The six Cincinnati police officers who struggled with Nathaniel Jones outside a North Avondale restaurant Sunday range from a rookie to a veteran with more than 23 years of experience. None has been accused of using excessive force and each has a spotless record, according to their personnel files.
Guy V. Abrams
Six Cincinnati police officers have been placed on administrative leave following the death of Nathaniel Jones Sunday. They are from top left, Guy Abrams, James Pike, Joehonny Reese, Jay Johnstone, Baron Osterman and Thomas Slade.
The Western Hills High School graduate has been a Cincinnati police officer since November 1996. He worked as a resident assistant at Talbert House, a halfway house, before joining the force. His last performance report called him a "dependable officer who makes sound choices.''
A Madeira High School graduate, the 41-year-old has been a Cincinnati police officer since 1996. From 1985 to 1992, he served in the U.S. Air Force. His latest performance report calls him an "outstanding beat officer with a working knowledge of his beat and its residents.''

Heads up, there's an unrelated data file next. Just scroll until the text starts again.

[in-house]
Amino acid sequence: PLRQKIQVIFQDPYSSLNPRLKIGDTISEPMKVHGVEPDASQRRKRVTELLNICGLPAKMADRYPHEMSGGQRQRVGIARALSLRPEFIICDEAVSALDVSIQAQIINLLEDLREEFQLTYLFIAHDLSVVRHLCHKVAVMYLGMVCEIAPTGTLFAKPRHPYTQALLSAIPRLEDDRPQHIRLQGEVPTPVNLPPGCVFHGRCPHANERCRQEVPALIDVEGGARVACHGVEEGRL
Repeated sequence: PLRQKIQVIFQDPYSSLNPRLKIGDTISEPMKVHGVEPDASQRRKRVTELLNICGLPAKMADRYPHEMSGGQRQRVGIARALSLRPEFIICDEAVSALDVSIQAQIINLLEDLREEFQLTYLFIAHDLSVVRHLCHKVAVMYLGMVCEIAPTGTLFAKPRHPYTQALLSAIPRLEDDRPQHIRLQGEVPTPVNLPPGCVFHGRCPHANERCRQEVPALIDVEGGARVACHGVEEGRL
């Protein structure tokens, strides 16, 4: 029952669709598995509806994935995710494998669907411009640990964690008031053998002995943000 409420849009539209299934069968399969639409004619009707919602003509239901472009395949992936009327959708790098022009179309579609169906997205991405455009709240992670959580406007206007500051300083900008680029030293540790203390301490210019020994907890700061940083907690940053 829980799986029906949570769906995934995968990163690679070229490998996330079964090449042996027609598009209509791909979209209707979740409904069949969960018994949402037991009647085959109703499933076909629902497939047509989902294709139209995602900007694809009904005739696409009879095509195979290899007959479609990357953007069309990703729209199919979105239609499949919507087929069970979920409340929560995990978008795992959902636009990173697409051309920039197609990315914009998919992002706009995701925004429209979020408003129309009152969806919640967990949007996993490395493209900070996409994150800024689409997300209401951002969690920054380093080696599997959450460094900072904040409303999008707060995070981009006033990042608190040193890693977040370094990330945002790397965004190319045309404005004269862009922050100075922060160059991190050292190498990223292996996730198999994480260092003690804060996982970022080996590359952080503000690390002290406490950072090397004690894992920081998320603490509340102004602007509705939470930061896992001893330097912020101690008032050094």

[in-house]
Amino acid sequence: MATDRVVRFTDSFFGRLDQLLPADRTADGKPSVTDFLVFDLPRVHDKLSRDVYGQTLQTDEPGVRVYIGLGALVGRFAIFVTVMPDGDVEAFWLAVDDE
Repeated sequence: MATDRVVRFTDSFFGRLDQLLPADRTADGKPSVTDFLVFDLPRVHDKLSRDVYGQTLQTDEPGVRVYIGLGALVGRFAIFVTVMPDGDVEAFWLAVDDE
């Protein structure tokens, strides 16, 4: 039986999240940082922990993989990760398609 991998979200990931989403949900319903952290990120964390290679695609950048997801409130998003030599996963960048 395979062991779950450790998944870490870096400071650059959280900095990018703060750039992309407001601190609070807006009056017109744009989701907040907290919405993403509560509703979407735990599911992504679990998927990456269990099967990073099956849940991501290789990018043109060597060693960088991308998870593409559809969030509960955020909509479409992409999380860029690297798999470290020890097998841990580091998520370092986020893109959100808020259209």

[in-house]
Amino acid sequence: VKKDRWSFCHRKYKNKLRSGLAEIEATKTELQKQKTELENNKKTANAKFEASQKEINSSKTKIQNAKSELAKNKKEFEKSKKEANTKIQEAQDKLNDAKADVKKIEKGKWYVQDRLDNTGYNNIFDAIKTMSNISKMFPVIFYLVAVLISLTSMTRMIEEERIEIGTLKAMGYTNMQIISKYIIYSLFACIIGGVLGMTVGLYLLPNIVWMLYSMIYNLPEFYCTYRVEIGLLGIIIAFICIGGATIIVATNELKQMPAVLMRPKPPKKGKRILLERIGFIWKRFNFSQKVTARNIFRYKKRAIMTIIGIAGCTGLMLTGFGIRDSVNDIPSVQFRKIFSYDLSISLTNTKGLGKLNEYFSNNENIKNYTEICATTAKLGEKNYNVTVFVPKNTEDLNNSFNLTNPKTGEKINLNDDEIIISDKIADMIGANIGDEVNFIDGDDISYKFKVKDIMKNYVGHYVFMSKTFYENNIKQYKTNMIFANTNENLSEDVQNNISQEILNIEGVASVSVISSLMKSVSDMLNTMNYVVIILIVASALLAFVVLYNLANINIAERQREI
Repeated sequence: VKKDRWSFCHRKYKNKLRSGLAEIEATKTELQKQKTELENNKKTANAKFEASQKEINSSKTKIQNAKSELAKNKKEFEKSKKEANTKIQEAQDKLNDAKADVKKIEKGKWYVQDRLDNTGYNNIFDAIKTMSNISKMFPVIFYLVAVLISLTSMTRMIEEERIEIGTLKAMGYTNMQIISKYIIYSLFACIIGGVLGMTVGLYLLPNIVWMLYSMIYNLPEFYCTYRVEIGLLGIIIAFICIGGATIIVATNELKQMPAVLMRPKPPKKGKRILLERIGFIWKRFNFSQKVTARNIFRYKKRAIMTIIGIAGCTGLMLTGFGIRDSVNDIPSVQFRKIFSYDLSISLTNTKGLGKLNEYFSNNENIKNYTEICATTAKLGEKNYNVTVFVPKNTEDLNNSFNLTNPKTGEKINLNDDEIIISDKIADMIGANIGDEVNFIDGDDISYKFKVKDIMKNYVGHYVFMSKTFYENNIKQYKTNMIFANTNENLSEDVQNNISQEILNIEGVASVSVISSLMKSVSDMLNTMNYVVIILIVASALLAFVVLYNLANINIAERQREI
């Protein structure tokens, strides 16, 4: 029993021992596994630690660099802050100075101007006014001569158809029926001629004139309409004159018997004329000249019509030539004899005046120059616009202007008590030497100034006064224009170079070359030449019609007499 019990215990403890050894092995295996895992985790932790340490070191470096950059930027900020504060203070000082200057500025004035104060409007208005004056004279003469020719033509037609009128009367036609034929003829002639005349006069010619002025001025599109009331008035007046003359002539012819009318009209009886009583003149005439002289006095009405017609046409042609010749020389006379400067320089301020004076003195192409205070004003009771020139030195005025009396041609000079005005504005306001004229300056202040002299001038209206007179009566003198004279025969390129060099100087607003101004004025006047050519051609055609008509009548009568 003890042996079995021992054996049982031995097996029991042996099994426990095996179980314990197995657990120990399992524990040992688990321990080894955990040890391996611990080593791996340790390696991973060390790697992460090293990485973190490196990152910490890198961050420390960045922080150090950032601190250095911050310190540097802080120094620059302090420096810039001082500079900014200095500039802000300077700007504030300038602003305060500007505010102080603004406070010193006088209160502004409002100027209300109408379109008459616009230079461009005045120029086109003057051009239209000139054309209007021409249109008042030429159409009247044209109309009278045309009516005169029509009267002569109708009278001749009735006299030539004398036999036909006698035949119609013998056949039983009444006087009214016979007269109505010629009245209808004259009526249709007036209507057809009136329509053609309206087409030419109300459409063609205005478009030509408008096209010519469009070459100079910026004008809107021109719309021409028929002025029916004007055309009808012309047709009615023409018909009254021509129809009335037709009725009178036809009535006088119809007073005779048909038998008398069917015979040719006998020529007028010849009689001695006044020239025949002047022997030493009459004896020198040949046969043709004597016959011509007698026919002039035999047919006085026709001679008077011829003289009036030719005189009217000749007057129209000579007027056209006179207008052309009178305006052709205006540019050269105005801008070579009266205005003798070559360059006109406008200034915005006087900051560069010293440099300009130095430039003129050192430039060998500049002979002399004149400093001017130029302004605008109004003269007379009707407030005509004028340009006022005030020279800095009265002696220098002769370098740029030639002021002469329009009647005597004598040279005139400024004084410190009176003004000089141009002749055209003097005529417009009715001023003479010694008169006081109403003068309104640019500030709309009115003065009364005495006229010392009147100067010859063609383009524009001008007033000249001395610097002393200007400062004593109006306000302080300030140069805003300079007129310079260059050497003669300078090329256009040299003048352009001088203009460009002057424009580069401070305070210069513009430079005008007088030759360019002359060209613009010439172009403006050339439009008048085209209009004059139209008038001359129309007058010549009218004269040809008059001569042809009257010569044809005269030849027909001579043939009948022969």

A 30-year-old Withrow High School graduate, Reese has been an officer since December 1998. His most recent performance report says he is "easy to supervise and always willing to assist younger officers."
A graduate of New Richmond High School, the 36-year-old officer earned a criminal justice degree from the University of Cincinnati. He was sworn in June 1998. His latest performance report recommends that he study for a promotion to specialist.
Baron J. Osterman
Least experienced of the six, the 32-year-old St. Leon, Ind., native served in the U.S. Coast Guard until May 2002. Because he was sworn in in January, he has not yet received a performance evaluation. He received a commendation from a citizen whose stolen golf clubs Osterman helped recover.
The 46-year-old Aiken High School graduate has been a police officer since May 1980. He plays the bugle at police funerals. His file contains 33 commendations from citizens and supervisors. He is described in his performance report as "an outstanding role model for new officers.''
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